The Madness of Count Louis
History says little about the famous A.I. du Pont’s younger brother, and what it does say is often wrong. Here, the authors attempt a more accurate account of his life and death. Yet the mystery surrounding his suicide remains.
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Bessie Gardner du Pont says nothing about her former beau in her 1920 history of the company and the du Pont men who ran it. George H. Kerr’s “Du Pont Romance: A Reminiscent Narrative of E.I. Du Pont de Nemours and Company,” published in 1938 by the DuPont Co., mentions Louis as one of Charlotte Henderson du Pont’s three sons, but misspells his middle name. His death is not mentioned.
The study by William S. Dutton, “Du Pont: One Hundred and Forty Years” (1942), makes no mention of Louis. Author John K. Winkler says something about Louis in “The Du Pont Dynasty” (1935) when Winkler offers this extraordinary explanation: “Louis du Pont, who had gone from Yale to Harvard Law School, broke down from overstudy and shot himself.”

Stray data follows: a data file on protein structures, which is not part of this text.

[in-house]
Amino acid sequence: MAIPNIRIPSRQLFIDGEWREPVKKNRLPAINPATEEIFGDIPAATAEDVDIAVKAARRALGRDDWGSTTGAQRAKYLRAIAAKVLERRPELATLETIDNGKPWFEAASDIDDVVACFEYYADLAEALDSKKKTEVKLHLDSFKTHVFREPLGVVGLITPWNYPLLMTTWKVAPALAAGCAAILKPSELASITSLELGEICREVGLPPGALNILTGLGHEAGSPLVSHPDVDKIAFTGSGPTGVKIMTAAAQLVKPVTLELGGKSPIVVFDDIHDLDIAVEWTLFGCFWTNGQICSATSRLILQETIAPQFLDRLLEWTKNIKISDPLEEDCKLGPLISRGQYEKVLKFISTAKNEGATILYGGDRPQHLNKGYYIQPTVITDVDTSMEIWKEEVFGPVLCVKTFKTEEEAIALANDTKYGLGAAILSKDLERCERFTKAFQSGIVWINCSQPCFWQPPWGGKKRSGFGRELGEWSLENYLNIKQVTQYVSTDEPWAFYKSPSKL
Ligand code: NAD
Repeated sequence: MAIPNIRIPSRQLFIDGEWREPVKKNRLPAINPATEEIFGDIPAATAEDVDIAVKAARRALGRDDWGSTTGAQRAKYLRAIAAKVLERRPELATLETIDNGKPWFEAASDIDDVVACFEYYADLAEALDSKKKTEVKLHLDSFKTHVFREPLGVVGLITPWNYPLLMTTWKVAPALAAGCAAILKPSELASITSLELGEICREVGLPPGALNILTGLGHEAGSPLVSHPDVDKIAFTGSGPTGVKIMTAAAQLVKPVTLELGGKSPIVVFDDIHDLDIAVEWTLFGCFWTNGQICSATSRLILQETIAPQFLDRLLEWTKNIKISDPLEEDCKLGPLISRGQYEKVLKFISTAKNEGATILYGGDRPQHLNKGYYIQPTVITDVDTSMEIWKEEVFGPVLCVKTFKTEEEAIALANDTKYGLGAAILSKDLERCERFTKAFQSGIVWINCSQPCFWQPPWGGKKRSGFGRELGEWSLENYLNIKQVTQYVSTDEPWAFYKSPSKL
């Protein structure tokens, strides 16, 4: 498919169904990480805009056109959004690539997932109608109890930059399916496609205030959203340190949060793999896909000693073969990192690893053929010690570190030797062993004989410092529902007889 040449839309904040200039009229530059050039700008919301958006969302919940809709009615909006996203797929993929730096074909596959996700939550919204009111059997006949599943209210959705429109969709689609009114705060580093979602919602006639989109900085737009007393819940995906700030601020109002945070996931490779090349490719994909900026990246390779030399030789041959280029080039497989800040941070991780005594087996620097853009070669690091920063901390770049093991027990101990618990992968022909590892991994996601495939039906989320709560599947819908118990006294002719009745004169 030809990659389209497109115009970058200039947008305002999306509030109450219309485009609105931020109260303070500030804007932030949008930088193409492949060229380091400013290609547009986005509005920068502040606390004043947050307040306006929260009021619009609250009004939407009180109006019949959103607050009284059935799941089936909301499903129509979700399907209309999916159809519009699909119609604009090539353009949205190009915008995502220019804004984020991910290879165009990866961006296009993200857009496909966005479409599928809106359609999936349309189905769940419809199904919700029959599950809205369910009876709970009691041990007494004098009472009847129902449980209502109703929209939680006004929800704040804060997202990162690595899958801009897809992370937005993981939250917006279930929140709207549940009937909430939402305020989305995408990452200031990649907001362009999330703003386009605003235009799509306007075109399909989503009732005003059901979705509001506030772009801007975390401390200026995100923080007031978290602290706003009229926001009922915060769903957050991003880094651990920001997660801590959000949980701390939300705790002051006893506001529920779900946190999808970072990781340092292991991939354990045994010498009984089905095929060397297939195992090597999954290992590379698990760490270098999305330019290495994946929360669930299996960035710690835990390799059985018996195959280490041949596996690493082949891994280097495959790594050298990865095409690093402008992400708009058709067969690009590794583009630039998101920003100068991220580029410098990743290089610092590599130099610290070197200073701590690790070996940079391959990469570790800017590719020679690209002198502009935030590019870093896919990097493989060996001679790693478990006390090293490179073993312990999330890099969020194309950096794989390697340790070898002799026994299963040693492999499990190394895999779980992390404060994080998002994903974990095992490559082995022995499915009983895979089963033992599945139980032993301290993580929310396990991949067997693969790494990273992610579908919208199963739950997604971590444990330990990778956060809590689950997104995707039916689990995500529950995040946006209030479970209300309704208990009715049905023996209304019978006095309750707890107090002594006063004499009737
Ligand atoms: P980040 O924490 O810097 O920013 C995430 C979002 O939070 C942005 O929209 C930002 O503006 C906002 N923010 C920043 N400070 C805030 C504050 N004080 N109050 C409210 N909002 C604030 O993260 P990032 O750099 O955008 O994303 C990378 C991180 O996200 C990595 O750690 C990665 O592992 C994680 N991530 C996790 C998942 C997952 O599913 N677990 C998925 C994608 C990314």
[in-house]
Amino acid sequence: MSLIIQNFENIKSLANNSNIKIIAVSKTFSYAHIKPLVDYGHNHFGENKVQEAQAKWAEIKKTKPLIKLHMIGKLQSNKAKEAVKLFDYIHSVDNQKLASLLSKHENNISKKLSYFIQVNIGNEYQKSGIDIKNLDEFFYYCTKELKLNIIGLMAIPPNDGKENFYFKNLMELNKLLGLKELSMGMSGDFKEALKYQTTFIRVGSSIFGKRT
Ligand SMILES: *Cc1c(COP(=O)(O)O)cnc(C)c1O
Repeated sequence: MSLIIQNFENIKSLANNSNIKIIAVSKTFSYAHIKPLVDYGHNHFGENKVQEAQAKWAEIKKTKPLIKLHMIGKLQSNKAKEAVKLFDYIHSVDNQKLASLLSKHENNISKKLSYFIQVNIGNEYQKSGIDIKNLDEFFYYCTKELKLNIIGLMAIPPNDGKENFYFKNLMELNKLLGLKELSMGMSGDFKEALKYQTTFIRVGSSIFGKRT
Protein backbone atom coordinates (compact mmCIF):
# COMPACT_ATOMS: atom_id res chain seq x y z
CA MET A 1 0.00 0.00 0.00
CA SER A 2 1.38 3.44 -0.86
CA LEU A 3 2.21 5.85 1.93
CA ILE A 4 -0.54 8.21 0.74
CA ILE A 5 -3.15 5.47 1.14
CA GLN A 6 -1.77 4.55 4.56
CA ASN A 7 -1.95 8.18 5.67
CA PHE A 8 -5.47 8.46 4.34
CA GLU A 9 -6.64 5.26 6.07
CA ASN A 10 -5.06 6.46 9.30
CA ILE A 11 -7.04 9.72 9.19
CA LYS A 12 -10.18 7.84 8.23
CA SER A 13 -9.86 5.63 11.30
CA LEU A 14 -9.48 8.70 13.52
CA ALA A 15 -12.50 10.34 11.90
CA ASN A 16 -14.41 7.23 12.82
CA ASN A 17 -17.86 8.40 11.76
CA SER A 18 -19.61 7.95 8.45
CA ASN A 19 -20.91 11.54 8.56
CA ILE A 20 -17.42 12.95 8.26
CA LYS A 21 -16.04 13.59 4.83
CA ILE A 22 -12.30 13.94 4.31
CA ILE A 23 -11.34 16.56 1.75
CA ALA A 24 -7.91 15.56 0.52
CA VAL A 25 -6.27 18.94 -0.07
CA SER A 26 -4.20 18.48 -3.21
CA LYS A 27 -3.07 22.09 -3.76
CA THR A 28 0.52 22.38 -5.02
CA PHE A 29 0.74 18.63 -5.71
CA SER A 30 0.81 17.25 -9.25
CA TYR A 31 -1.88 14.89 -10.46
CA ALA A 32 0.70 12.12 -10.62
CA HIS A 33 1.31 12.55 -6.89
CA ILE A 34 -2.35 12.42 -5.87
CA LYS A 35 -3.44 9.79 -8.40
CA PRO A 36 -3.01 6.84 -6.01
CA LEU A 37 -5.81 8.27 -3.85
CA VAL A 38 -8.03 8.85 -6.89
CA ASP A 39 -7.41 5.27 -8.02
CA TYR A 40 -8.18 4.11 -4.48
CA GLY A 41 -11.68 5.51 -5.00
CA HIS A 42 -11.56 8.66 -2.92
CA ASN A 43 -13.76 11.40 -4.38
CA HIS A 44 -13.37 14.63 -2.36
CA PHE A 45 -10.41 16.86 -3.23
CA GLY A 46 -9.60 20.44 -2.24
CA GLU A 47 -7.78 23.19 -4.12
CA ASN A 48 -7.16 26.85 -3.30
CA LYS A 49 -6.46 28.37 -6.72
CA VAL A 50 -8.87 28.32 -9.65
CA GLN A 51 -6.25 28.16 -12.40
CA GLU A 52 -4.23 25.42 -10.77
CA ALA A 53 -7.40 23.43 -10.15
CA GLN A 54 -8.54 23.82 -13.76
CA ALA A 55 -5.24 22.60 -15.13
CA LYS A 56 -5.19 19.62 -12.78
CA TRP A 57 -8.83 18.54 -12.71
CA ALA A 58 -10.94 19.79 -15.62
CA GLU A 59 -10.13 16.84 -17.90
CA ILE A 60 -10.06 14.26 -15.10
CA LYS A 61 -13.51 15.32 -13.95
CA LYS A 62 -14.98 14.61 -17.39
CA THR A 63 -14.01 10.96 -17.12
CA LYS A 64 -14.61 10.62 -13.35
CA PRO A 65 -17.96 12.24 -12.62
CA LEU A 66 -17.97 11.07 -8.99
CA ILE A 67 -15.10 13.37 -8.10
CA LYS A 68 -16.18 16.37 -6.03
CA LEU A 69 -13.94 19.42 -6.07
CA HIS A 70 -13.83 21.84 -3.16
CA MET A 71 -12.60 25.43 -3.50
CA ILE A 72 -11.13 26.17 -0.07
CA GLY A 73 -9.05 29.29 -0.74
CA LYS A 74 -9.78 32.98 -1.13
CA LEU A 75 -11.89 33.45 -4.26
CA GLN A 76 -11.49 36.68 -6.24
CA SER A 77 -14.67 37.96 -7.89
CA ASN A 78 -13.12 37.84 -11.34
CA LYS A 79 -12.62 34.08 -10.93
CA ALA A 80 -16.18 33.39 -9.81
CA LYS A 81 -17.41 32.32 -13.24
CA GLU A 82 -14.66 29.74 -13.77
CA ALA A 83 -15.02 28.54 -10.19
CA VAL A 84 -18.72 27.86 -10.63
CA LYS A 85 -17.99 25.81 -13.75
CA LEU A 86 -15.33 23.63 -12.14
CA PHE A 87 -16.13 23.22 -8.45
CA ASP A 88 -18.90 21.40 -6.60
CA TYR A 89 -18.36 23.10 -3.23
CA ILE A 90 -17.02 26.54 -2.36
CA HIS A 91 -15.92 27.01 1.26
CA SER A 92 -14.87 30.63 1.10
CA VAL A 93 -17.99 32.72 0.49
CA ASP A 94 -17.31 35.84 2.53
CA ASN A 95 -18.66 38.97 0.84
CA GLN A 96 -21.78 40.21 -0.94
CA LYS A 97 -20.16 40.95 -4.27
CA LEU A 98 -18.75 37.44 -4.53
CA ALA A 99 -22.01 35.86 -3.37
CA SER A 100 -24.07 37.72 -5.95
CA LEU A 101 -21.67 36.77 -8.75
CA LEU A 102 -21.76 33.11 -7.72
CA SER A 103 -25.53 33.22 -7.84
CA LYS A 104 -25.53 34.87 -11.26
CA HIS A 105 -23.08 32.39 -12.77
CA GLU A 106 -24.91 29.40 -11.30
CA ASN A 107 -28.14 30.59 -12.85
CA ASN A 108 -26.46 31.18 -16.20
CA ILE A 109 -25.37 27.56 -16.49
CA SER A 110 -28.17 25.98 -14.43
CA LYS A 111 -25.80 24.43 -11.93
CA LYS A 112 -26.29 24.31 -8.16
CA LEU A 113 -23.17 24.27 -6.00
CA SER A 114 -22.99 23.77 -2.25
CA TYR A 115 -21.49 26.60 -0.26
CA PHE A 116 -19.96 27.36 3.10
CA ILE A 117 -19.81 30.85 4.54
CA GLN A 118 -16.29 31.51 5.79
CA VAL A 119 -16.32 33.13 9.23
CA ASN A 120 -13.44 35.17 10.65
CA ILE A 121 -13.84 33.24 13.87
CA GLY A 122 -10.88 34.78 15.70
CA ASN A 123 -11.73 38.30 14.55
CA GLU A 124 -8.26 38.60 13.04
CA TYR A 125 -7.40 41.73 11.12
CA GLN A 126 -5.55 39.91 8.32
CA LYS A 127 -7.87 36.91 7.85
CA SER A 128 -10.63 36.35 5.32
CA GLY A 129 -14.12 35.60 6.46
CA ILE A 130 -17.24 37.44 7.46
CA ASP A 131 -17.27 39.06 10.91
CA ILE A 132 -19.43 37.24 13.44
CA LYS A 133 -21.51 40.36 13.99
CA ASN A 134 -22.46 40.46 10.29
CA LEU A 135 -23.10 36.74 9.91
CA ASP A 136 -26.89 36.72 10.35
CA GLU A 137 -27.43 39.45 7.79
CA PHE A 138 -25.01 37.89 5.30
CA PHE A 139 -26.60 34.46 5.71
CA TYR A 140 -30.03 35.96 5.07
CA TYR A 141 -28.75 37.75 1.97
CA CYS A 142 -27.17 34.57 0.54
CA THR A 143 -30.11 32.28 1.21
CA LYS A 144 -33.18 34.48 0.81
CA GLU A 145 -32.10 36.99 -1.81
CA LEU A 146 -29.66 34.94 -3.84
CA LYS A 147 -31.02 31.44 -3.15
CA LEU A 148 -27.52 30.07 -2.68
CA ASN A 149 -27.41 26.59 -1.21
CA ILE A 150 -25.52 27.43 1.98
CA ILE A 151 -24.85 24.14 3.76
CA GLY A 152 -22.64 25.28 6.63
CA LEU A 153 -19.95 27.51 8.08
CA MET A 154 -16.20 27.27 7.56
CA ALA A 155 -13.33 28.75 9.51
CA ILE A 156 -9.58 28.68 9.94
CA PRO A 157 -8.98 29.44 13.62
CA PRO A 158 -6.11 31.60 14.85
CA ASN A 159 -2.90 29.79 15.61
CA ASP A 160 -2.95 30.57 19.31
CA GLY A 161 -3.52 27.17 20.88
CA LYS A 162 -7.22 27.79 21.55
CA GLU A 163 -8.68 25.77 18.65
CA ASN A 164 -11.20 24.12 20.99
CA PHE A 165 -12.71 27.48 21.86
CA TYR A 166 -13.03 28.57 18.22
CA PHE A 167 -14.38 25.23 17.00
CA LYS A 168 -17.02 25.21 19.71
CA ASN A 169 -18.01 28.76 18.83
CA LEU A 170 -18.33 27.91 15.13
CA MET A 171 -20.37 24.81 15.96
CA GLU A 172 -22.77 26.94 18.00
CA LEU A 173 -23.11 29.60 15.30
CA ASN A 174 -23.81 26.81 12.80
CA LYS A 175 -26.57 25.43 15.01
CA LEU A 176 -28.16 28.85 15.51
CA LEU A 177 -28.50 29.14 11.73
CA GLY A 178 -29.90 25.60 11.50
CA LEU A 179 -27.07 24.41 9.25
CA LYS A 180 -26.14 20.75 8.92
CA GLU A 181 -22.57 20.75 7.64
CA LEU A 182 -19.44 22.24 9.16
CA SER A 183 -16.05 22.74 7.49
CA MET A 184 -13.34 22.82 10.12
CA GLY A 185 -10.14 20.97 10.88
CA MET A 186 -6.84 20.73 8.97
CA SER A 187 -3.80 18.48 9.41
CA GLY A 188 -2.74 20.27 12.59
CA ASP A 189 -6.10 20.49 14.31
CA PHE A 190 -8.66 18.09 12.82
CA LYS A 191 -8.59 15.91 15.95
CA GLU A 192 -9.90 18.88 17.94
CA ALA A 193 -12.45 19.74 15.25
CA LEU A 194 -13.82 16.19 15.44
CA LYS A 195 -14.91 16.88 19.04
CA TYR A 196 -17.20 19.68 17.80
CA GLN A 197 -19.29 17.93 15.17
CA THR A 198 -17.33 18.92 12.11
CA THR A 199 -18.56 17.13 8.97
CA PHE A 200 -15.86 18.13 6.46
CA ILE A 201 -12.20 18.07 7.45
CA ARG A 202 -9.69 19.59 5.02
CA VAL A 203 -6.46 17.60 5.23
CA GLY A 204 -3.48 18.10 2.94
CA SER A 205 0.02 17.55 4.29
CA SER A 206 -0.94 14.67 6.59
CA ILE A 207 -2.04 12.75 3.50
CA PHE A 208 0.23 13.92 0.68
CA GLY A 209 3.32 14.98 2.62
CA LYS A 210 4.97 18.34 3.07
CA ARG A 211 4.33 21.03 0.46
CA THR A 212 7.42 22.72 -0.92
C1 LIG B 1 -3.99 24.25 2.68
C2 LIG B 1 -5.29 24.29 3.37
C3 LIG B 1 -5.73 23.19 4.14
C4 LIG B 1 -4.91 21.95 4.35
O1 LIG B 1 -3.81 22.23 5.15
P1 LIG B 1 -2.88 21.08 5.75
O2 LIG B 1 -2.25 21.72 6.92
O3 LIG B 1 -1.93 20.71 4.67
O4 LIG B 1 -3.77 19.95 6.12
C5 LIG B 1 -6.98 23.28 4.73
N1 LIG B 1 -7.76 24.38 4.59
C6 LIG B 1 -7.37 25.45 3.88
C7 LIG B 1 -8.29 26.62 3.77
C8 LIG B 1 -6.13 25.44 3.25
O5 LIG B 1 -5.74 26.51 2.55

Louis spent six years at Yale before receiving his bachelor’s degree, so he cannot be described as a zealous scholar. His studies at Harvard were desultory and incomplete.
The letter he was writing when he died cannot be found and was most likely destroyed. According to an article in the December 4 issue of The (Baltimore) Sun, the unfinished letter read as follows:
“Dear Rabbi, I hope you will excuse this vile paper upon which I am compelled to write. I will not have the pleasure of hav…”
And thus the letter ends, as abruptly as Louis’ life. That it ends mid-word is but one more mysterious detail. Curiously, the Wilmington Morning News quotes the text but writes that it was addressed “Dear Rabbie.”
The most detailed published description of the event is in Marquis James’ biography, “Alfred I. du Pont: The Family Rebel” (1941). James writes that the letter was meant for a friend in New York and revealed nothing about Louis’ motive for self-slaughter. Perhaps the nickname for the friend was “Rabbi.” Yale students are fond of inventing nicknames for their classmates. James may have known of the letter’s content from news accounts. If he had seen the letter, he says nothing of its whereabouts.
James also goes further than any other writer to explore the theories that surrounded Louis’ death. One claimed that a “colored servant” (presumably Henry Carter) employed by the club shot him. Another suspicion was that Louis had become involved with the wife of a fellow club member, so the jealous husband sought revenge. And still another surmise found Louis mixed up in the unsolved shooting death of a young woman, a murder that occurred not long before Louis’ end.
Page 5: Hurried to the Cemetery